Watering Orchids With Ice Cubes – Does It Harm orchids?

Best Way to Water Indoor Plants

Gray Water – Is it Safe for the Garden?

 

References:

  1. Photo source; Ron Porter

 

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Robert Pavlis

I have been gardening my whole life and have a science background. Besides writing and speaking about gardening, I own and operate a 6 acre private garden called Aspen Grove Gardens which now has over 3,000 perennials, grasses, shrubs and trees. Yes--I am a plantaholic!

21 thoughts on “Watering Plants Correctly – When and How to Water”

  1. Terribly confused. I have lost 2 Salix flamingo trees. I bought them and put one in the ground the other in a pot. They were great for a few weeks then suddenly went completely brown. I never know what to do. Too much water? Not enough water? It’s driving me crazy. I am a novice and everything I read just makes me more confused. How often do I water them? Do I water from the top or the bottom? Do I empty any excess water or leave the pot sitting in it? One friend says she hardly ever waters hers. Another says every 3 days.

    Reply
  2. Hi! Love your articles. So informative and dispels all the watering myths that every other website out their claims. I live in Georgia and have heavy clay soil but with the constant adding of arborist chips and leaves, I’m gradually getting some nice topsoil. The topsoil is only about 4 to 6 inches but below that is pretty much Clay and hard pan. I use a water meter to test the wetness of the soil and it seems like of course it constantly stays wet about 6 inches below so when I plant new woodies, I never know if I should water them every day for the first week or wait until the soils drys out a little after planting to water again. I always wash away the potting soil medium and do a little root pruning if needed so roots are always planted directly into native soil. New plantings are always a challenge for me with this type of soil because of course root rot can happen pretty quickly so I would love your thoughts on this. Thanks!

    Reply
  3. I have an allotment plot so I can’t pop out and check three times a day to gauge watering needs, or use drip irrigation. I am trying to get tomatoes ‘on the bottle’ with watering spikes. I can’t find any information on the efficacy of this presumed on-demand watering system. What do you think?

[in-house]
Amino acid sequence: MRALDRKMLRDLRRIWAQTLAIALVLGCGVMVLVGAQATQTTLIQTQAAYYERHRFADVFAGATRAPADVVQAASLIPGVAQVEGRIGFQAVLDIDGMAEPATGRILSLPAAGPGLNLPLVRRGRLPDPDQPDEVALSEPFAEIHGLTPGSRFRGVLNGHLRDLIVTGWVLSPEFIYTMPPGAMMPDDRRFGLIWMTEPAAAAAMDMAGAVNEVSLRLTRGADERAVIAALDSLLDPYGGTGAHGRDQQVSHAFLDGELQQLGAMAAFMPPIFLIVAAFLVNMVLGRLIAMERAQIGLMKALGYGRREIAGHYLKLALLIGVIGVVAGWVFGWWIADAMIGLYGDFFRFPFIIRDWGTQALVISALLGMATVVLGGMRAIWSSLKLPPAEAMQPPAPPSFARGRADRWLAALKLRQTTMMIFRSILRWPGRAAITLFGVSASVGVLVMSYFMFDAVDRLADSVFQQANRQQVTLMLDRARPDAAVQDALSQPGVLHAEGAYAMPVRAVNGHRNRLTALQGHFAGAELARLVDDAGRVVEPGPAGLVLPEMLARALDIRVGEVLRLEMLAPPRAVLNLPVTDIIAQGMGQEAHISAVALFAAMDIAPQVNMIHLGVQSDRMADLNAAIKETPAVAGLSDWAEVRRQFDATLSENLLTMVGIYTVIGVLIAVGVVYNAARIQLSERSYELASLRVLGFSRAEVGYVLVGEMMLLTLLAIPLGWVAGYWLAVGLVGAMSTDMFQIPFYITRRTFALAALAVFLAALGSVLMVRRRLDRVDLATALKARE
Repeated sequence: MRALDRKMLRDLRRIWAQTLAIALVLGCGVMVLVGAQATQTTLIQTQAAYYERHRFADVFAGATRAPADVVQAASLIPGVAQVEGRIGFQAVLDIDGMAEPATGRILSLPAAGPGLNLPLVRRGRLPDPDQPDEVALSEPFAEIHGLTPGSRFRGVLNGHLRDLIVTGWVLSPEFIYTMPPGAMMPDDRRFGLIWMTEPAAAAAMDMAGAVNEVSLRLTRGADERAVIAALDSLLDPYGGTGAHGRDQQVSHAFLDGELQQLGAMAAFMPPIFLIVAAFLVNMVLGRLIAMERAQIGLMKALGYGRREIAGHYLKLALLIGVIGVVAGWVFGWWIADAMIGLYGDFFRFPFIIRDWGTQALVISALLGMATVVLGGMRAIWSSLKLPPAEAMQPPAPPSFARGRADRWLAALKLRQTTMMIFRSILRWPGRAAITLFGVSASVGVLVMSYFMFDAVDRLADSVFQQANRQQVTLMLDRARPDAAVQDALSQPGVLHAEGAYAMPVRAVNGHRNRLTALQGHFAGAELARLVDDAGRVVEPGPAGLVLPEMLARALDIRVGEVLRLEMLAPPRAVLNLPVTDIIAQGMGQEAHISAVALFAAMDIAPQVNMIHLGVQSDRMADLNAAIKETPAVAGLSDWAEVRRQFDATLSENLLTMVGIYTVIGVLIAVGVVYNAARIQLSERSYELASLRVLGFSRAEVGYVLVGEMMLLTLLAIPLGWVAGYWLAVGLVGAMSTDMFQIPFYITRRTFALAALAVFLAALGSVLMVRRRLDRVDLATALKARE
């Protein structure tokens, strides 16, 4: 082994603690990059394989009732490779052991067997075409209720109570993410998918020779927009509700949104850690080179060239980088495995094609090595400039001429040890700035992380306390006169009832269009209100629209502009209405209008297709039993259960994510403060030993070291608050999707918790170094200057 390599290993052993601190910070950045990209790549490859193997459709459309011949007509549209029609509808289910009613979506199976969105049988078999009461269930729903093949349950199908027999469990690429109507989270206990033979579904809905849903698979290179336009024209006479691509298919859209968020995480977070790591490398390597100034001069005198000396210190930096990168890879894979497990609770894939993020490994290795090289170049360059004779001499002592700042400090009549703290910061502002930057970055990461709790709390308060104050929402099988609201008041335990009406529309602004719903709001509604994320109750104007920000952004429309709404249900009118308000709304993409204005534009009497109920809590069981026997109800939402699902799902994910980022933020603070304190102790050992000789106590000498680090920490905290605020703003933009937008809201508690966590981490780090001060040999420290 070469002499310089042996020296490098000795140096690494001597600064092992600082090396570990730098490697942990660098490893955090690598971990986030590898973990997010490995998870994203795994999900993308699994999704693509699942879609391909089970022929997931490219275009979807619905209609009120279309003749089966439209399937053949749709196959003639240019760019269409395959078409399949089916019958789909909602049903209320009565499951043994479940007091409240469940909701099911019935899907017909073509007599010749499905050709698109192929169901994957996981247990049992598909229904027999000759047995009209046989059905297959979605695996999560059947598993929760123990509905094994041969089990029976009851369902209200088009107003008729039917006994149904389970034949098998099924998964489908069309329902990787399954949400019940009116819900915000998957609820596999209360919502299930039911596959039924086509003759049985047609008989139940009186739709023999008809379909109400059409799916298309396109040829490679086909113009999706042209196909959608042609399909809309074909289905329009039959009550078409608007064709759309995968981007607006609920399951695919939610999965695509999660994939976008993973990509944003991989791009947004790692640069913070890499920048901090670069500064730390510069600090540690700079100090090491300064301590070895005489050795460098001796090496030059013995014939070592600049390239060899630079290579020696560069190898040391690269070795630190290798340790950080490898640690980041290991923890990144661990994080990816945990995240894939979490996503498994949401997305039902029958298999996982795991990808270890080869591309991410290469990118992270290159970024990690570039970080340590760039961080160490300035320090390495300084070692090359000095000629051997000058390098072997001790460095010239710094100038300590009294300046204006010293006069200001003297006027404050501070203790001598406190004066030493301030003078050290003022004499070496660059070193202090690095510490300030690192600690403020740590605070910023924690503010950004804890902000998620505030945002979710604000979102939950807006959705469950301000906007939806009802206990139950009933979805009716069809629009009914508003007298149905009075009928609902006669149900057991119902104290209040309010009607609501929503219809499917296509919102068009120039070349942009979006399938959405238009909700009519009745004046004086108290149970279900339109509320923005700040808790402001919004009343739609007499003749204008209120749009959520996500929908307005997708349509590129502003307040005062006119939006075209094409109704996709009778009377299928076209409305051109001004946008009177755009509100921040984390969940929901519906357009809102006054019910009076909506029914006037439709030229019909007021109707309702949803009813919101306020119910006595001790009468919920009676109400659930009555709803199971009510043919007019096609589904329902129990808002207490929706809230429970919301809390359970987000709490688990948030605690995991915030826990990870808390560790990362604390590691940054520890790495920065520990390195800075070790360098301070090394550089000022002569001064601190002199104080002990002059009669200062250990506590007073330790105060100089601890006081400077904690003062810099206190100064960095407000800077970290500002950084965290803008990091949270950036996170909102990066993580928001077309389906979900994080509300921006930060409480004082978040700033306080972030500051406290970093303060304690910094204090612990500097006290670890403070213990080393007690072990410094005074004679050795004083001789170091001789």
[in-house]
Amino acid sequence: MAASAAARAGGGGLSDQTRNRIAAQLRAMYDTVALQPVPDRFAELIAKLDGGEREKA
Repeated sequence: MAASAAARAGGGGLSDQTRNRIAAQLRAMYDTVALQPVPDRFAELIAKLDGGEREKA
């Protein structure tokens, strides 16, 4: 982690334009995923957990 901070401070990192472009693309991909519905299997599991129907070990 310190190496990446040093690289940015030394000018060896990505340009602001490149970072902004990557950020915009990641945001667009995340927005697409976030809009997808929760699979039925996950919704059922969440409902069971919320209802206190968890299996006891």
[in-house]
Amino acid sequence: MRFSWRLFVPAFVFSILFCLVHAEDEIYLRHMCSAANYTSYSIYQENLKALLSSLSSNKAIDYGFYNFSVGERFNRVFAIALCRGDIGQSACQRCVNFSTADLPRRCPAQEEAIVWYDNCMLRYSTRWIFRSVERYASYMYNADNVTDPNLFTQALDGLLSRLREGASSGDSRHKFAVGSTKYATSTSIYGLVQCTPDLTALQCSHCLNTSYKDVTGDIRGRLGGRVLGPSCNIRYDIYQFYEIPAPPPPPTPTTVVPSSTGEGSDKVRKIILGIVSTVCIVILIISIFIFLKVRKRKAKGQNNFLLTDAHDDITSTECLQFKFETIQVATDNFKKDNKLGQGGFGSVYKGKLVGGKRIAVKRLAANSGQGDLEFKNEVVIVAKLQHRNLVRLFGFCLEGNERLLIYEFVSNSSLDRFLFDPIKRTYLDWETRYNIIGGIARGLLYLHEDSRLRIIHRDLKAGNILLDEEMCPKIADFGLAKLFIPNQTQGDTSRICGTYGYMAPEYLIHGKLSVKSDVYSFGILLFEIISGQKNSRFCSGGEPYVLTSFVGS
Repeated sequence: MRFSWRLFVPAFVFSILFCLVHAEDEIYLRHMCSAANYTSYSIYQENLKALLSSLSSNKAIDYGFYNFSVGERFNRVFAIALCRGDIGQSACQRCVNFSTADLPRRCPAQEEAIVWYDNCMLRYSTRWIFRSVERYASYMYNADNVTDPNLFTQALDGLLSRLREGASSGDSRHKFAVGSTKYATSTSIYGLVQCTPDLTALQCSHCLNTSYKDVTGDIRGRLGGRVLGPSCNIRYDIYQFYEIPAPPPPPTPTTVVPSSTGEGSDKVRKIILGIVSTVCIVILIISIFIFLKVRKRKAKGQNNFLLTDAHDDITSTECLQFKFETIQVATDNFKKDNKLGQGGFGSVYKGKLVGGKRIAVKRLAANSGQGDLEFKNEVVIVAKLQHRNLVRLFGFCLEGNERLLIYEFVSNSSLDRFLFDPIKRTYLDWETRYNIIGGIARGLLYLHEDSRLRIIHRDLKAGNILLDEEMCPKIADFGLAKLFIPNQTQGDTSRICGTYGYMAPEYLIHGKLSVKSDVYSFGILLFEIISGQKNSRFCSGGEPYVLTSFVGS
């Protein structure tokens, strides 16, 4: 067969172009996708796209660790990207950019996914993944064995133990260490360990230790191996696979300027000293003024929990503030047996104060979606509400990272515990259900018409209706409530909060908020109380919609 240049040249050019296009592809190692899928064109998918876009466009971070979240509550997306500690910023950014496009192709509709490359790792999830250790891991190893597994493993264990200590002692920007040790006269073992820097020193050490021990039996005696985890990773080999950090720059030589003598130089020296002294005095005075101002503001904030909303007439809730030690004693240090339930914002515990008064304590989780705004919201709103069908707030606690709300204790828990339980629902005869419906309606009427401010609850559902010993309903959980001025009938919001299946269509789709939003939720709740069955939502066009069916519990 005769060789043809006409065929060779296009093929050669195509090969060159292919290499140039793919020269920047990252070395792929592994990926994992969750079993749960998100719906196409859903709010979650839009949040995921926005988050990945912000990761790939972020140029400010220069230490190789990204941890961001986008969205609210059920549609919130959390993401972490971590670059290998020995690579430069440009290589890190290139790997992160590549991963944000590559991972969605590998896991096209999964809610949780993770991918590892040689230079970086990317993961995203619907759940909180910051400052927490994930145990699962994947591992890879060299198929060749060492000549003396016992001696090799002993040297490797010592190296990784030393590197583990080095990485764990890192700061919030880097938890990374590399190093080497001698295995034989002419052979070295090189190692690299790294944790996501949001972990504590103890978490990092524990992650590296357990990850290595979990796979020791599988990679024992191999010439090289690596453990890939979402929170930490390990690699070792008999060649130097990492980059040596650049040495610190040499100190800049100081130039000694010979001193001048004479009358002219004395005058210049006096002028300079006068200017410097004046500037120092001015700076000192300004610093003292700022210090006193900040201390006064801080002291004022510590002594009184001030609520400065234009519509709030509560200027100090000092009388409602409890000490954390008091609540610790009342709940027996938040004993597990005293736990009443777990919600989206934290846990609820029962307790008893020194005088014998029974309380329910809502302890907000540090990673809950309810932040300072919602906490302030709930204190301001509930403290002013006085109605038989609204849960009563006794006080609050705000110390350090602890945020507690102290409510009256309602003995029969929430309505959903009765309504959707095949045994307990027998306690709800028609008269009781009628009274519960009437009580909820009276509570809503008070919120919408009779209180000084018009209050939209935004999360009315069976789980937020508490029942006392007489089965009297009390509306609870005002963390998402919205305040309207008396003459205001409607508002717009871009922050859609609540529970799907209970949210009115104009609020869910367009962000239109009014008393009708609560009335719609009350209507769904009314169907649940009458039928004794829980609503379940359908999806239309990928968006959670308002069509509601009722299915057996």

Reply
  4. Thoroughly enjoyed the article, and makes sense. I’m sometimes frustrated trying to get water to soak in, on a sloping bed, or because it is too dry. Should I form a well at the base to pool the water to allow to soak in?

    Reply
  5. Article was interesting. I look at my garden, flowers and veggies, daily when temperatures are triple digits. Droopy,leaves,puzzle me. I’ll take closer look at plants roots and soil.
    Enjoyed the article

    Reply
  6. I can’t believe watering during the day doesn’t burn the leaves. I’ve been told that my whole life. Does it actually hurt the plants though?

    Reply
  7. Loving your website — thanks for sharing what you know.

    Whenever I read advice to water more seldom so that deeper roots develop, I wonder if that applies to my situation.

    My topsoil is medium-heavy clay, as shallow as 30cm in some areas and as deep as 50cm in others. Below the topsoil is what seems to be limestone, some places solid, other places broken into rocks. And I’m in a sort of unusual climate here in Israel — pretty hot because it’s the Middle East, but cooler than you might expect because I’m at 1,000 meters above sea level and it’s windy here. We get snow most winters once or twice.

    Since the soil is shallow, there’s not that far down for any roots to go, and the shallowness also probably means the soil dries out faster (together with the dryness of the mountain air and the wind).

    Your thoughts?

    Reply
    • If soil never dries out, the roots will be found in the top 15 cm where they get lots of oxygen. Watering less will get them to 30 cm. The rule still applies.

      Reply